https://www.coraustralia.com/wp-content/uploads/2014/04/45yo.png 275 617 CoR Australia https://www.coraustralia.com/wp-content/uploads/2015/10/CoRLogo.png CoR Australia2014-04-02 16:58:112014-04-04 11:50:36SOUTH AUSTRALIAN POLICE INVESTIGATE DRIVER’S DEATH.
A transport company in Adelaide’s north is being investigated for negligent manslaughter after one of its drivers died in an accident last month. The 45-year…-old truck driver from Salisbury died on March 7 after slamming into a road sign on Main South Road in Happy Valley.
South Australia Police believes faulty brakes were the cause of the accident and are examining whether the company was involved in a deliberate and systematic failure to comply with vehicle standards.
Officers seized several documents from the company last week and examined 11 trucks. South Australia Police claims the trucks had several mechanical problems, including serious brake deficiencies. Detective Chief Inspector Greg Hutchins has used the incident to remind the trucking industry of its responsibility for the welfare and safety of employees.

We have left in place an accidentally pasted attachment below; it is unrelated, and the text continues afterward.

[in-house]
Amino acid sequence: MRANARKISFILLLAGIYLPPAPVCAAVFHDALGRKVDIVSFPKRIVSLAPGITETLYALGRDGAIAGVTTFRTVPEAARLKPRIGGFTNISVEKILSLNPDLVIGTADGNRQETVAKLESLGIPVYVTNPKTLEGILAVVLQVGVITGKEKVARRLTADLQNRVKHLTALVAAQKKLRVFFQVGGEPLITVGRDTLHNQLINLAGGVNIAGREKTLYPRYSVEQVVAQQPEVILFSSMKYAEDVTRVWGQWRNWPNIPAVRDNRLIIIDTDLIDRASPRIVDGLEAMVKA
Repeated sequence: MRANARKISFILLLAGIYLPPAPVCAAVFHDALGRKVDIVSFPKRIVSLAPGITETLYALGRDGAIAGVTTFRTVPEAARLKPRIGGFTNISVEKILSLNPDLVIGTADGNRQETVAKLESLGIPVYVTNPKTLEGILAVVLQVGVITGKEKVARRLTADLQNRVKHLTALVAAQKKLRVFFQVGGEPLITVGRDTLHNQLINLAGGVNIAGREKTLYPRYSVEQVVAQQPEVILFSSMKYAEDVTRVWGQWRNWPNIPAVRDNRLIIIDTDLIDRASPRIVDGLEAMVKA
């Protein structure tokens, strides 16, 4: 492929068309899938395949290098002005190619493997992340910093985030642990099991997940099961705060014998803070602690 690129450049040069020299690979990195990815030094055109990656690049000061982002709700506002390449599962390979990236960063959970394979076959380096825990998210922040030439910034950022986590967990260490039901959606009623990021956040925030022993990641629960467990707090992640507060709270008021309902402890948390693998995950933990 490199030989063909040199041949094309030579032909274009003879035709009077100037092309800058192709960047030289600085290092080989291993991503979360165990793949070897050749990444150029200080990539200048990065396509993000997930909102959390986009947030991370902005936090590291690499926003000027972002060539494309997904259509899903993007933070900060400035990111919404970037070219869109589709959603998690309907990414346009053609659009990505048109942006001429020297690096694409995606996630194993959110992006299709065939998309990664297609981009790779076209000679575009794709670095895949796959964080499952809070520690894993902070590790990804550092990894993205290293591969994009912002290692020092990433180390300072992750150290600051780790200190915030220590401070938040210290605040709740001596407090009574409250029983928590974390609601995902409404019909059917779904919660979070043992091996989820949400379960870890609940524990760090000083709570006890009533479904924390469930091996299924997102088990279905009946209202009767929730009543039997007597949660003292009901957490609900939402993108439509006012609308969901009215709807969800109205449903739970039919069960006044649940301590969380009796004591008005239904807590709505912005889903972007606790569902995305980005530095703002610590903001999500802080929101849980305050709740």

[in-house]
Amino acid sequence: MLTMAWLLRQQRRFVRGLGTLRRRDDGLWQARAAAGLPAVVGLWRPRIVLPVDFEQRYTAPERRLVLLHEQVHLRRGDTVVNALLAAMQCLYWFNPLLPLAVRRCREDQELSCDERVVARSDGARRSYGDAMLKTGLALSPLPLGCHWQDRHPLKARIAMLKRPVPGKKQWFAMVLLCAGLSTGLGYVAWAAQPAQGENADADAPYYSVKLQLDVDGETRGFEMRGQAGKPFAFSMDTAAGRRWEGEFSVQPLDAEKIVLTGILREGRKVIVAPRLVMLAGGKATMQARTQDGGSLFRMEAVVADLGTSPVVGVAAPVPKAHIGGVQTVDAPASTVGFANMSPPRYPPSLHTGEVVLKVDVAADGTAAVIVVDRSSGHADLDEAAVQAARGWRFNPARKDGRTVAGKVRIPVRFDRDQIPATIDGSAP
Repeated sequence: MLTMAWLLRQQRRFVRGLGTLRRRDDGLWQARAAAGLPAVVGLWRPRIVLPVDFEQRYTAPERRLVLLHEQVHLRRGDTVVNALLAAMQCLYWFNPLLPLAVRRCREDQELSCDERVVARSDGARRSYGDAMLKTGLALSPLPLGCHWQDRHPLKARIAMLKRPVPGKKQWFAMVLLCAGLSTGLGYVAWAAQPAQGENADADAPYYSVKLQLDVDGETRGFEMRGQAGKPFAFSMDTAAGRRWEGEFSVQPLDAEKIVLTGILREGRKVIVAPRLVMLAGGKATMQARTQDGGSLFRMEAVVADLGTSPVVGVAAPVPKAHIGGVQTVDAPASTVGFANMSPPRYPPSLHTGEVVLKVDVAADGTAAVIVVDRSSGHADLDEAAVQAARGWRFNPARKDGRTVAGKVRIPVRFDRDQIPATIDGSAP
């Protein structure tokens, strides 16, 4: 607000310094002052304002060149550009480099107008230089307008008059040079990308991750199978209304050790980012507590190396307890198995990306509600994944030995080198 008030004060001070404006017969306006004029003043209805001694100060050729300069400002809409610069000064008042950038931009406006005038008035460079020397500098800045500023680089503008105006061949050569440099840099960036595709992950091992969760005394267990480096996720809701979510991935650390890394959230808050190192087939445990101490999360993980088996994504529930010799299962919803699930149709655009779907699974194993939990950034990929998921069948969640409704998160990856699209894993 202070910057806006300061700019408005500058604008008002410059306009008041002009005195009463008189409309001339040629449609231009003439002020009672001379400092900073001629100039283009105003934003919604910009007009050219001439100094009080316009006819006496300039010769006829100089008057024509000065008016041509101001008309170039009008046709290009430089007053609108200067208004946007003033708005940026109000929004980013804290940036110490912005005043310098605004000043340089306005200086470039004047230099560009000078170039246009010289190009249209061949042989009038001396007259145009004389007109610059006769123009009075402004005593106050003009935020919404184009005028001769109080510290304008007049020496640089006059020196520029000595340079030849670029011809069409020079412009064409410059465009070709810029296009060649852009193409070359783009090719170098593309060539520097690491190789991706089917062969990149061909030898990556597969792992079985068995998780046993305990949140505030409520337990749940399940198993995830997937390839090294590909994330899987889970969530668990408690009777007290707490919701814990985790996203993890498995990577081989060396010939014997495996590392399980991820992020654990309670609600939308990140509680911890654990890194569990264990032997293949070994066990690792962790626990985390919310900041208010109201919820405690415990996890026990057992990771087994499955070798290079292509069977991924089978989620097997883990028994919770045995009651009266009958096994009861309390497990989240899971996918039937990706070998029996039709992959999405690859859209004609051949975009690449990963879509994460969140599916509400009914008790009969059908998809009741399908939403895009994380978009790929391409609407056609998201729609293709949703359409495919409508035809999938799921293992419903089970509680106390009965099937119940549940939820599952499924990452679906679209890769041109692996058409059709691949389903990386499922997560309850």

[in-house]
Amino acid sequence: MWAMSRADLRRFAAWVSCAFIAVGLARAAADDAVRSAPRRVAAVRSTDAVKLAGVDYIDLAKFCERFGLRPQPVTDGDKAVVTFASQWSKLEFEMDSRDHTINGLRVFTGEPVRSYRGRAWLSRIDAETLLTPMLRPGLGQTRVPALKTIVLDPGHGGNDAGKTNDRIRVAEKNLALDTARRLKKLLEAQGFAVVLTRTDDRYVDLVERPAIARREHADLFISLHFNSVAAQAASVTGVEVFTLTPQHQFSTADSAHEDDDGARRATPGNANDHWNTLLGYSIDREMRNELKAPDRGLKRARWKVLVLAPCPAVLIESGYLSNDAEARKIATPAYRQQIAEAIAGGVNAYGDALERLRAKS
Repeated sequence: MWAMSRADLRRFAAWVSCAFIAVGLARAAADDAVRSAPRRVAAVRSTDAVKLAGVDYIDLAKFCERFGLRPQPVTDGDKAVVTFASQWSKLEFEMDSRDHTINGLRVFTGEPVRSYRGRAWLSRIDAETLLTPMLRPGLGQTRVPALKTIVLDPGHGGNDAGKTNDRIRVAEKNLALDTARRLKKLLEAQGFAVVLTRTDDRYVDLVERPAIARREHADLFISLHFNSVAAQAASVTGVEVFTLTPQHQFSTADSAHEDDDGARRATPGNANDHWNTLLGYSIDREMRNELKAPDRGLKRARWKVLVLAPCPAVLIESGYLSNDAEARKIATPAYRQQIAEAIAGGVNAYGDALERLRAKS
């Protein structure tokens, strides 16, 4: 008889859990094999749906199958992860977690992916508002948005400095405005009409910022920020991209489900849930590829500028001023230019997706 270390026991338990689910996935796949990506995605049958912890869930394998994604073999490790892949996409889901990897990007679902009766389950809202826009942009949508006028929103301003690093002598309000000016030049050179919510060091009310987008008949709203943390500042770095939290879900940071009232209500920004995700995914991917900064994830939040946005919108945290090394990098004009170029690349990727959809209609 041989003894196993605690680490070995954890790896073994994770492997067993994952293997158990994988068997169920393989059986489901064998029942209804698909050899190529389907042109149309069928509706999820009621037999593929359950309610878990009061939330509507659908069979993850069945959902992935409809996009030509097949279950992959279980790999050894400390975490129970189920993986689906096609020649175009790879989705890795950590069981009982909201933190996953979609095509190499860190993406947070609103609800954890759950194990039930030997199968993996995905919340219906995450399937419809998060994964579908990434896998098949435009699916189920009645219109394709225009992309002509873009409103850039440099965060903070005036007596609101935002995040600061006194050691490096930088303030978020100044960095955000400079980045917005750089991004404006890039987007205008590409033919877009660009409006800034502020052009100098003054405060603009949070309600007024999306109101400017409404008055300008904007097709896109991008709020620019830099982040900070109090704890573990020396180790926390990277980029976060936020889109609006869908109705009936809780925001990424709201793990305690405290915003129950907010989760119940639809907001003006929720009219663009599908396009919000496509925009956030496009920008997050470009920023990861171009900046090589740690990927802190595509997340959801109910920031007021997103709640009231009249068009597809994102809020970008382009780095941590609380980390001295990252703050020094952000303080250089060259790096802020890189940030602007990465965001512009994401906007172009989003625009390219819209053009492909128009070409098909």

“Those who own or are responsible for the maintenance of heavy vehicles are on notice,” he says. “If your failures result in the death of an employee, or an innocent member of the public, we will rigorously investigate and lay a criminal charge wherever possible.”
Investigators have spoken to a number of former employees and are now asking for anyone who may have information about the roadworthiness of the truck to come forward. Anyone with information is urged to contact Crime Stoppers on 1800 333 000.
South Australian Road Transport Association (SARTA) Executive Director Steve Shearer has described the police force’s actions as outside the norm. “The police are taking action that is very unusual for them to take to go outside trucking legislation,” he says.
“That tells you whatever the circumstances are that they think they’ve spotted they see it as far more serious and culpable that your normal problems you might see in [a] minority of trucking companies.
“It just goes to show that the police are prepared to go to the Crimes Act, so anyone out there who thinks that they can’t be touched by the chain of responsibility laws may start to think again.”